For the Butter: 4 1/2 sticks unsalted butter
2 tbsp all purpose flour

For Crossiants: 1 croissant dough – well chilled
1 egg

For the Dough:
Since I used active dry yeast, I had to reconstitute the yeast, which isn’t in the original recipe because Julia used fresh yeast. To do this, you can warm half of the milk in the microwave.

Make sure not to over heat the milk, 15-20 seconds in the microwave should do. Or else you will end up cooking the yeast. Pour the yeast in to the warmed milk and let it sit for 10 minutes.

Then in a mixing bowl, add the flour, sugar, salt, the yeast mixture and the rest of the milk. Using the dough hook on the mixer, turn it on the lowest speed and let it mix for 1-2 minutes.

The dough might be a bit dry still at this time, add a bit more milk 1 tbsp at a time until the rest of the flour gets picked up by the dough. I only needed to use 2 extra tbsps of milk.

Turn the mixer to its highest speed and let it work the dough until it becomes smooth and elastic. The dough should no longer be sticky at this point. Roughly 4-5 minutes. OR to ensure the dough is fully mixed, turn off the mixer. Remove the dough after about 3 minutes. Turn the mixer on to high, pinch off a golf ball size of the dough at a time and add it back in to the mixing bowl. When the dough all comes together, it is ready.

Remove the dough from the mixer, wrap it in plastic and place it in a Ziploc bag so it can relax and rise a bit at room temperature. After 30 minutes, place it in the fridge for at least 8 hours or overnight.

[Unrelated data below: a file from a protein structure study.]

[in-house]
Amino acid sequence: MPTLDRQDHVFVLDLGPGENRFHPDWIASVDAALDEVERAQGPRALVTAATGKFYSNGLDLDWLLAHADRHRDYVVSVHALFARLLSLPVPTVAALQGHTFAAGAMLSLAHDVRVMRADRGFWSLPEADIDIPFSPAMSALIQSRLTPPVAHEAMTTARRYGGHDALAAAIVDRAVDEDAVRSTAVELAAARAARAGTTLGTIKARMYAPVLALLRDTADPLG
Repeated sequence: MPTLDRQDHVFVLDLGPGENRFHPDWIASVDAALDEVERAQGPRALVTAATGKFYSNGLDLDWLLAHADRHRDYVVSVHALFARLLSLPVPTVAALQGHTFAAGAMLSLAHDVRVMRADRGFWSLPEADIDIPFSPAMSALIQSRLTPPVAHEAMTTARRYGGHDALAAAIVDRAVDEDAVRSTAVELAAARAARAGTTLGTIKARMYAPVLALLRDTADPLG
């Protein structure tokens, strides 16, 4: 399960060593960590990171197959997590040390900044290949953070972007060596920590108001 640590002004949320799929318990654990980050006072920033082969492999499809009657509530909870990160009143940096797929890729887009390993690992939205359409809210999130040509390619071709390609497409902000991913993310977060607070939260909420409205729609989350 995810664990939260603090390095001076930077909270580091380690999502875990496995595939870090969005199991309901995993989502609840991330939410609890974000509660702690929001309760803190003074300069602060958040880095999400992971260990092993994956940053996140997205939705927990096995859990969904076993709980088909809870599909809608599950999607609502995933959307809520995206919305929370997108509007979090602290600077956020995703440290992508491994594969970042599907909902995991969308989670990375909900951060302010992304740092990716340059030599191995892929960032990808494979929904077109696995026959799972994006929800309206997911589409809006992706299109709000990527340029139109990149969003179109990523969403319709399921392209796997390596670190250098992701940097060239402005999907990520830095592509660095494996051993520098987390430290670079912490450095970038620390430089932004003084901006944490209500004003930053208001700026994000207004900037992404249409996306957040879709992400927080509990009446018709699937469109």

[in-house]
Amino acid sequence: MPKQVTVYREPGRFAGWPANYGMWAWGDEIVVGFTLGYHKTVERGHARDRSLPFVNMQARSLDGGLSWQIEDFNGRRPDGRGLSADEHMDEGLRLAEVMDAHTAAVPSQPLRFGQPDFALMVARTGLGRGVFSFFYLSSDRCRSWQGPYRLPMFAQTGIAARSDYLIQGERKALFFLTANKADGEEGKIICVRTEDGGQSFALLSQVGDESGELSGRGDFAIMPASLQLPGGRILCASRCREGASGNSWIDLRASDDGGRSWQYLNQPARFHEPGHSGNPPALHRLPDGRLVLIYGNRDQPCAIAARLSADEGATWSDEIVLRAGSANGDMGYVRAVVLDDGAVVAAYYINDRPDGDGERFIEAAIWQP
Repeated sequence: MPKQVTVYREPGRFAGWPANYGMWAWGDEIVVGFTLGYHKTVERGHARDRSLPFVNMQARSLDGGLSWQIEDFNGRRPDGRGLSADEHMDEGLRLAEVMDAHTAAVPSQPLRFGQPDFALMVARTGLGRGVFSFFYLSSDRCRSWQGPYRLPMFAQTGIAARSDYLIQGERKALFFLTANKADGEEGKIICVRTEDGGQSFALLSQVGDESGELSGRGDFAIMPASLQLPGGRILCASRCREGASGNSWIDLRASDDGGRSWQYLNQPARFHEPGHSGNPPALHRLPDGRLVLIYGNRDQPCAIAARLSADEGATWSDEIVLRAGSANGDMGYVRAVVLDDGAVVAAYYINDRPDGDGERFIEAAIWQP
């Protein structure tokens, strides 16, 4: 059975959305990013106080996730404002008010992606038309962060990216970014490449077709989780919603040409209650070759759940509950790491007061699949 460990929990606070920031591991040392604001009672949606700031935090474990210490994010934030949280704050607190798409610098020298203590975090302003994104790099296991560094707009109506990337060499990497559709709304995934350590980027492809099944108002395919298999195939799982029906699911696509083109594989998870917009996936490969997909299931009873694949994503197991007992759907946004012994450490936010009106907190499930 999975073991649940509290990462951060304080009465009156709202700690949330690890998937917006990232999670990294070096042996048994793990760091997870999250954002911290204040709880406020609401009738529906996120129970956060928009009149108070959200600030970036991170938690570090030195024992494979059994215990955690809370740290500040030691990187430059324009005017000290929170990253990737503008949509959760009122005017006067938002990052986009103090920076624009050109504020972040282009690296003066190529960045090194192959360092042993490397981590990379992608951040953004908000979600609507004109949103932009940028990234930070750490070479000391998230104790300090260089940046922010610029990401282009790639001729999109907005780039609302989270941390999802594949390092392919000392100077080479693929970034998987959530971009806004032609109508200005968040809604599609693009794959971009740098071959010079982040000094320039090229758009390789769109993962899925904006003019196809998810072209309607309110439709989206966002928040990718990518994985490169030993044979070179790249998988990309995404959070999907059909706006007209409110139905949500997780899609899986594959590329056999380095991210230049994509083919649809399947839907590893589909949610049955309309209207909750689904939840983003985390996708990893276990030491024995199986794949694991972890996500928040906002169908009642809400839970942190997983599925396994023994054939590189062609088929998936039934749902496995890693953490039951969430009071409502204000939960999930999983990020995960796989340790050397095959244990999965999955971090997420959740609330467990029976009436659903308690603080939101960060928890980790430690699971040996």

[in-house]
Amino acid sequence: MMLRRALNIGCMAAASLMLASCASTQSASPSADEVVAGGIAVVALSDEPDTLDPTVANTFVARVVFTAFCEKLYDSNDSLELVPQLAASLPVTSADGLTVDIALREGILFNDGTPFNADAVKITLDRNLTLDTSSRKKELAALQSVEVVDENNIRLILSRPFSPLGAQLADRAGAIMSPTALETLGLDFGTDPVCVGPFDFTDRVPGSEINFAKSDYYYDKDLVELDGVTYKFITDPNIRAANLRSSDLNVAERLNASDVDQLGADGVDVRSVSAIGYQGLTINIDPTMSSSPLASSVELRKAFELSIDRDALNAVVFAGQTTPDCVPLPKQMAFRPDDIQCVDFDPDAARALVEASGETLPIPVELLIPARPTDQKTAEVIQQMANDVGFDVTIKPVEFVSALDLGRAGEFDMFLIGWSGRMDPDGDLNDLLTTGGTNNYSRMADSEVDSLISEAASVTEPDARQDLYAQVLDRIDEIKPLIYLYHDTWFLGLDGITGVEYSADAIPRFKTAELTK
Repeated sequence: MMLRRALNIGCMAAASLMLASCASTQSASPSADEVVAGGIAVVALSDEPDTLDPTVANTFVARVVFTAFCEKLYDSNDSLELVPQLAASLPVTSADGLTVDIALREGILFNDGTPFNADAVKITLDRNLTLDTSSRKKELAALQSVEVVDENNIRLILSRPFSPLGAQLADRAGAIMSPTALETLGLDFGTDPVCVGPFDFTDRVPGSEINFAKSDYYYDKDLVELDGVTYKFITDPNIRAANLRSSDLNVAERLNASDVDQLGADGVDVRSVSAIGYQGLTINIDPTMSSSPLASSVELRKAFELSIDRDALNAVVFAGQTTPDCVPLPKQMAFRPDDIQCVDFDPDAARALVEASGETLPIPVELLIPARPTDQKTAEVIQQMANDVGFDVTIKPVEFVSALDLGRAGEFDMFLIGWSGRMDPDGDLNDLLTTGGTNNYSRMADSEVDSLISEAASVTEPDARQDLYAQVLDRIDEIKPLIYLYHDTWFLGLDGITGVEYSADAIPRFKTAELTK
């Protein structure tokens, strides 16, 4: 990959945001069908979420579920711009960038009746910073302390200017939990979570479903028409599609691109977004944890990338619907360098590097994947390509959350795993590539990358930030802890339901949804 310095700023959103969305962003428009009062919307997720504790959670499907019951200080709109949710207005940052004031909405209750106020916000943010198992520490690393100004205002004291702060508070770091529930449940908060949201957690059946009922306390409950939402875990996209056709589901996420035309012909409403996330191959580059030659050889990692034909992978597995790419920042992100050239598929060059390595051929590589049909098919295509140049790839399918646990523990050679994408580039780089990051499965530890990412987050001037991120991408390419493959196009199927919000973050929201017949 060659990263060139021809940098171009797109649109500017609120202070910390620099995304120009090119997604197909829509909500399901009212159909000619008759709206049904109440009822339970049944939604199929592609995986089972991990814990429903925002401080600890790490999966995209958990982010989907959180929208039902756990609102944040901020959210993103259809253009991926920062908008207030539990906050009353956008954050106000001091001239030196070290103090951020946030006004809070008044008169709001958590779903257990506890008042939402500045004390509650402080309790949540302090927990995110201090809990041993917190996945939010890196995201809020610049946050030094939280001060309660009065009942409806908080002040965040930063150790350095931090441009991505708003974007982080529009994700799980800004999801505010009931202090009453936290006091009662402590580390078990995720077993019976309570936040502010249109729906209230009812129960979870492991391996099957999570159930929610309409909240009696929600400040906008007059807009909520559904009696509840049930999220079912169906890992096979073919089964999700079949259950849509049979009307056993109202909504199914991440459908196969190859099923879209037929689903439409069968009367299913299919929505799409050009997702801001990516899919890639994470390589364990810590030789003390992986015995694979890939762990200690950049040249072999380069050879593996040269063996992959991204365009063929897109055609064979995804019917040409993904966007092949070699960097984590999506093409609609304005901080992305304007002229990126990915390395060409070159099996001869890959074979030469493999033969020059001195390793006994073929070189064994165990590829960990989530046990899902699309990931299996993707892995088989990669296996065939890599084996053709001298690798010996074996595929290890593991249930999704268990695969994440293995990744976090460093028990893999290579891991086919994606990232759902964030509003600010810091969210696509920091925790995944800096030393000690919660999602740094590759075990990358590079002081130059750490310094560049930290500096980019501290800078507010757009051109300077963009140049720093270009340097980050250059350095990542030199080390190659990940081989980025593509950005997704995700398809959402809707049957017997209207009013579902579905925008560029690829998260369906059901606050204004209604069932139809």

For the Butter: Make sure to use cold butter for this step because the butter should not melt during this process.
Cut up the butter in to 1 inch cubes and using the paddle attachment on the mixer, add in the flour. Beat the butter cubes and flour until it becomes smooth and combined. Make sure there are no more lumps in the butter.

Scrape out the butter and wrap it in plastic and shape the butter into an oval that’s 5-6 inches long and 1 inch thick. Chill it in the fridge until required.

If needed the butter can be frozen until needed and defrosted in the fridge overnight.

Incorporating the Butter and Dough: Sprinkle a bit of flour on the work surface, place the croissant dough on top and sprinkle a bit more flour on the dough.

Using a rolling pin, roll out the dough until it forms a 10 inch x 17 inch oval. Brush off the excess flour from the dough.

Place the chilled butter over the center of the oval. Fold the top and bottom layer over the dough (I also folded the sides in to avoid the butter from leaking out).

With a French rolling pin, beat the dough and butter, while holding one side of the dough until it becomes roughly 1 inch think and 14 inches long x 6 inches wide. If it doesn’t quite reach this length, roll it out until it does.

Once it reaches these dimensions, place it on a sheet pan with parchment paper, cover it with plastic wrap and let it rest in the fridge for 1-2 hours.

However, if you feel the dough and butter is still cold then you can continue onwards.

Rolling and Folding (Turn 1): Rolling the dough in to a rectangle of 24-26 inches long x 14 inches wide (with the long side facing you).

Brush off the excess flour on top of the dough before folding. From left to right, fold the dough inward in to thirds (like a brochure). At the end it should be 8 inches wide x 14 inches long.

Carefully move it back to the sheet pan, marking the parchment to remind you of the first turn, wrap it and place it in the fridge for at least 2 hours.

Turn 2: Flour the work surface well. Remove the dough and lay it so you have the 14 inch side running left to right.

Again roll out the dough until it is 24-26 inches long x 14 inches wide. Dust off excess flour.

Fold the dough like before, in to a brochure style. Place it back on the sheet pan, label it turn 2, wrap it and put it back in the fridge for at least 2 hours.

Turn 3 (The wallet): Flour the work surface, remove the dough from the fridge and again place the 14 inch side running left to right.